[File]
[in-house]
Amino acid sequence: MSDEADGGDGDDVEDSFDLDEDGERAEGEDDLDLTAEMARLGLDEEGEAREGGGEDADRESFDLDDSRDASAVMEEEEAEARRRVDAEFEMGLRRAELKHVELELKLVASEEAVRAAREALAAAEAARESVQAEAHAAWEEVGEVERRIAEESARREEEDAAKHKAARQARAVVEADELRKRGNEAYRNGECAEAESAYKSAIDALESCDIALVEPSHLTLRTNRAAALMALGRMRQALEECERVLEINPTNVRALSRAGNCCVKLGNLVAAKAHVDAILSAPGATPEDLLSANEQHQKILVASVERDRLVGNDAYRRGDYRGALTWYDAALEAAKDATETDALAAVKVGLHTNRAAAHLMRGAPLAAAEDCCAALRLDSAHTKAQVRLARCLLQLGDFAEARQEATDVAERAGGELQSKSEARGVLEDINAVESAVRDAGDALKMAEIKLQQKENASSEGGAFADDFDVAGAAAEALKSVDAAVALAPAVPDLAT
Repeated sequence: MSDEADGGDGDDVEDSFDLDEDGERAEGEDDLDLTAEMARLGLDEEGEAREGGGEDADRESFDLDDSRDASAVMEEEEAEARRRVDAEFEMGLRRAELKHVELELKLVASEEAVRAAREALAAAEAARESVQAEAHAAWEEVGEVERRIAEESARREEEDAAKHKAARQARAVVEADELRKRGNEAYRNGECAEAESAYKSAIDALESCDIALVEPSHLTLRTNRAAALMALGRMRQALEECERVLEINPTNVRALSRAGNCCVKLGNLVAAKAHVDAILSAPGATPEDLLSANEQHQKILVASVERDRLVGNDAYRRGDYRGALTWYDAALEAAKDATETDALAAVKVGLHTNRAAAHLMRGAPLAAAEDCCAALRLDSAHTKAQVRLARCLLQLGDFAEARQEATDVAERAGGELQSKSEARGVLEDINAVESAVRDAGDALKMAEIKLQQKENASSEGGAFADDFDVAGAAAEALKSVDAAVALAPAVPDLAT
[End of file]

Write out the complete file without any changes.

[in-house]
Amino acid sequence: MSDEADGGDGDDVEDSFDLDEDGERAEGEDDLDLTAEMARLGLDEEGEAREGGGEDADRESFDLDDSRDASAVMEEEEAEARRRVDAEFEMGLRRAELKHVELELKLVASEEAVRAAREALAAAEAARESVQAEAHAAWEEVGEVERRIAEESARREEEDAAKHKAARQARAVVEADELRKRGNEAYRNGECAEAESAYKSAIDALESCDIALVEPSHLTLRTNRAAALMALGRMRQALEECERVLEINPTNVRALSRAGNCCVKLGNLVAAKAHVDAILSAPGATPEDLLSANEQHQKILVASVERDRLVGNDAYRRGDYRGALTWYDAALEAAKDATETDALAAVKVGLHTNRAAAHLMRGAPLAAAEDCCAALRLDSAHTKAQVRLARCLLQLGDFAEARQEATDVAERAGGELQSKSEARGVLEDINAVESAVRDAGDALKMAEIKLQQKENASSEGGAFADDFDVAGAAAEALKSVDAAVALAPAVPDLAT
Repeated sequence: MSDEADGGDGDDVEDSFDLDEDGERAEGEDDLDLTAEMARLGLDEEGEAREGGGEDADRESFDLDDSRDASAVMEEEEAEARRRVDAEFEMGLRRAELKHVELELKLVASEEAVRAAREALAAAEAARESVQAEAHAAWEEVGEVERRIAEESARREEEDAAKHKAARQARAVVEADELRKRGNEAYRNGECAEAESAYKSAIDALESCDIALVEPSHLTLRTNRAAALMALGRMRQALEECERVLEINPTNVRALSRAGNCCVKLGNLVAAKAHVDAILSAPGATPEDLLSANEQHQKILVASVERDRLVGNDAYRRGDYRGALTWYDAALEAAKDATETDALAAVKVGLHTNRAAAHLMRGAPLAAAEDCCAALRLDSAHTKAQVRLARCLLQLGDFAEARQEATDVAERAGGELQSKSEARGVLEDINAVESAVRDAGDALKMAEIKLQQKENASSEGGAFADDFDVAGAAAEALKSVDAAVALAPAVPDLAT